Configuring Pro Lab to record eye movements on physical scenes and objects

Tobii Pro Lab Screen Based Eye Trackers Tobii Pro X3-120

The Scene Camera Projects allows Pro Lab to support studies where subjects observe or interact with stationary physical scenes or objects. These types of study provide a stronger immersion experience to the subjects and improve the ecological validity of the findings, than studies that use a 2D stimulus presentation on a screen (Tonkin et al. 2011 – use of physical shelves vs. images of shelfs in packaging design studies; and Woods et al. 2010 – investigating infant object representation with 3D physical stimuli). On the other hand, the setup is more complex than a standard screen based study, as it requires extra configuration steps with the eye tracker and the inclusion and configuration of an external scene camera to record the scenes and objects.

The table below summarizes a few of the factors you need to consider before deciding to use a scene camera setup.

  Screen based image or video - 2D Scene camera with physical scene - 3D Glasses with physical scene - 3D
Setup process automatic (with native or supported screen sizes) manual automatic
Accuracy higher lower higher
Precision depends on tracker depends on tracker high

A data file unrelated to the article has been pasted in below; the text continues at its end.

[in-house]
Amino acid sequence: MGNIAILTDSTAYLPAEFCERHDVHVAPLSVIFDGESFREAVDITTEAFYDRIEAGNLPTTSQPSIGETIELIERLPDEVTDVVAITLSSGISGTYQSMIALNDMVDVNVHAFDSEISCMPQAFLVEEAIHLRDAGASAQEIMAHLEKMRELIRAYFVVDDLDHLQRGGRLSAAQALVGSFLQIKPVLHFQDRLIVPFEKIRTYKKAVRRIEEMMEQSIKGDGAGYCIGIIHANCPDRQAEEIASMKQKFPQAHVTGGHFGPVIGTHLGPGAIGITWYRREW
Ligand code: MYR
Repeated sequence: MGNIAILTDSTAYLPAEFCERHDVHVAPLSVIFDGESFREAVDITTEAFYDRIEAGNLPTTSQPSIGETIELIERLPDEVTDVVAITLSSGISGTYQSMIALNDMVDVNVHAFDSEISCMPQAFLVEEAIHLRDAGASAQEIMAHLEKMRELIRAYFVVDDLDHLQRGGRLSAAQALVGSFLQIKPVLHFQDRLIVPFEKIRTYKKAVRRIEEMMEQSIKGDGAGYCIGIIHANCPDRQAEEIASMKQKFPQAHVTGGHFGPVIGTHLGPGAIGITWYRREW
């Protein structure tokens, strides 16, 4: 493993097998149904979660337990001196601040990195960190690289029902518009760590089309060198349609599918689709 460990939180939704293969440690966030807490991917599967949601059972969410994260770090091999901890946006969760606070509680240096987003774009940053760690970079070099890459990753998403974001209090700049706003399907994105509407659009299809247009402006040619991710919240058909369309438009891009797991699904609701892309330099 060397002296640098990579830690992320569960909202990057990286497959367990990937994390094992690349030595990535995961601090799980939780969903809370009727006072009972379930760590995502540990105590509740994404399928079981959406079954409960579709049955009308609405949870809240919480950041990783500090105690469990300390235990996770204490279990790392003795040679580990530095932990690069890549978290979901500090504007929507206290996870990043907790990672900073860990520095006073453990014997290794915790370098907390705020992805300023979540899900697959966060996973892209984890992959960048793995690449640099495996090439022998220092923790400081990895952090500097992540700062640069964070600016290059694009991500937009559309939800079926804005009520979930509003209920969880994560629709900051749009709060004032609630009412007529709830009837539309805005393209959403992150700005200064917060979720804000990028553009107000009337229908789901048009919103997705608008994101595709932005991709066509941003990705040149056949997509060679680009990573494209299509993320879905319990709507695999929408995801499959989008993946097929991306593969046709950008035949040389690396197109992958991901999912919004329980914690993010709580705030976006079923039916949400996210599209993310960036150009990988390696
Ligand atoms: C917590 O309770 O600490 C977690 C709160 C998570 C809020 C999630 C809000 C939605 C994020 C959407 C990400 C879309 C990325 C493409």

% of population that can be tracked higher higher lower (does not fit on small infants heads)
Ecological validity & immersion lower higher higher

Prepare your eye tracker, external scene camera and stimulus presentation setup:

  • Make sure that your physical setup is correctly assembled and roughly at the correct distance to the eye tracker. Use the following information in the eye tracker user manual to guide you in this step… – 1) Use the maximum screen size information to help you determine what is the maximum area size that the eye tracker can track if it is mount just below that area – this is your distance “0”; 2) Use this “maximum area size“ as a frame of reference when positioning the eye tracker at the right distance. If your scene doesn’t fit the “frame”, increase the distance of the eye tracker to the scene, until it will. Once you achieve this your eye tracker will be close to the correct position. You will fine tune the distance later when you test your setup by performing a recording in Pro Lab with a subject.